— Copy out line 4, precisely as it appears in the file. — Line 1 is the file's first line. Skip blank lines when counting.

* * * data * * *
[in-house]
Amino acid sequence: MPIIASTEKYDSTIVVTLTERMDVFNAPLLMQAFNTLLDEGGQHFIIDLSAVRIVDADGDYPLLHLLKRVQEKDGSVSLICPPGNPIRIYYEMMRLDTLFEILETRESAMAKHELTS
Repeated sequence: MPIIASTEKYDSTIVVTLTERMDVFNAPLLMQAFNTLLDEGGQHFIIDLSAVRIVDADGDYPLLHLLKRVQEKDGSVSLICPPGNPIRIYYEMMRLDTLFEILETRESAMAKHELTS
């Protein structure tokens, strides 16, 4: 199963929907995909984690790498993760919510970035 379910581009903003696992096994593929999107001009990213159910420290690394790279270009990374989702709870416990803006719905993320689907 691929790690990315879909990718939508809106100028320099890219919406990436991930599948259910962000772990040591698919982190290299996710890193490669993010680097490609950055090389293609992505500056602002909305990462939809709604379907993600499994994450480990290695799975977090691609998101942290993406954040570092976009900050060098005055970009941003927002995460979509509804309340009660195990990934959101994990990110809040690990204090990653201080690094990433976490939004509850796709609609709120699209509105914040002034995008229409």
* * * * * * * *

């Protein structure tokens, strides 16, 4: 199963929907995909984690790498993760919510970035 379910581009903003696992096994593929999107001009990213159910420290690394790279270009990374989702709870416990803006719905993320689907 691929790690990315879909990718939508809106100028320099890219919406990436991930599948259910962000772990040591698919982190290299996710890193490669993010680097490609950055090389293609992505500056602002909305990462939809709604379907993600499994994450480990290695799975977090691609998101942290993406954040570092976009900050060098005055970009941003927002995460979509509804309340009660195990990934959101994990990110809040690990204090990653201080690094990433976490939004509850796709609609709120699209509105914040002034995008229409």